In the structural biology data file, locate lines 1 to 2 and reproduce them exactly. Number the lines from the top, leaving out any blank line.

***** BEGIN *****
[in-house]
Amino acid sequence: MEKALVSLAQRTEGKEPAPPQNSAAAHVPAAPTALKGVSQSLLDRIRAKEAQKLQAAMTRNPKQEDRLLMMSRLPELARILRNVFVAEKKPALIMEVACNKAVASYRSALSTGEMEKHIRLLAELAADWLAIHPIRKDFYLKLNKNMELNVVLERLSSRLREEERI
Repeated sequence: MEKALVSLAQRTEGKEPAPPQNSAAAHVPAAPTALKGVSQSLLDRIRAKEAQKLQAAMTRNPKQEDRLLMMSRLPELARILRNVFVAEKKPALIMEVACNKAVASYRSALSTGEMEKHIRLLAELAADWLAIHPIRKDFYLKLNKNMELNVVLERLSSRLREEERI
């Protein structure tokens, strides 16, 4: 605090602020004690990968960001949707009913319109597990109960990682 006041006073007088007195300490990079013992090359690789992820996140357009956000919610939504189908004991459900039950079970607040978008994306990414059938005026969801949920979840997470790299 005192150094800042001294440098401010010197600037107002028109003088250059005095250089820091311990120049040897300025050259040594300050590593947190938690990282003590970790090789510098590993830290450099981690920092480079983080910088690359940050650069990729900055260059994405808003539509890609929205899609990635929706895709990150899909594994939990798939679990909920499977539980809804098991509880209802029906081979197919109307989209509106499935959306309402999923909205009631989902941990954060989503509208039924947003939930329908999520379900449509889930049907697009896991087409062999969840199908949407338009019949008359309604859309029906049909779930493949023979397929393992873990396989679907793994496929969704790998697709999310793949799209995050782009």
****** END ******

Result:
[in-house]
Amino acid sequence: MEKALVSLAQRTEGKEPAPPQNSAAAHVPAAPTALKGVSQSLLDRIRAKEAQKLQAAMTRNPKQEDRLLMMSRLPELARILRNVFVAEKKPALIMEVACNKAVASYRSALSTGEMEKHIRLLAELAADWLAIHPIRKDFYLKLNKNMELNVVLERLSSRLREEERI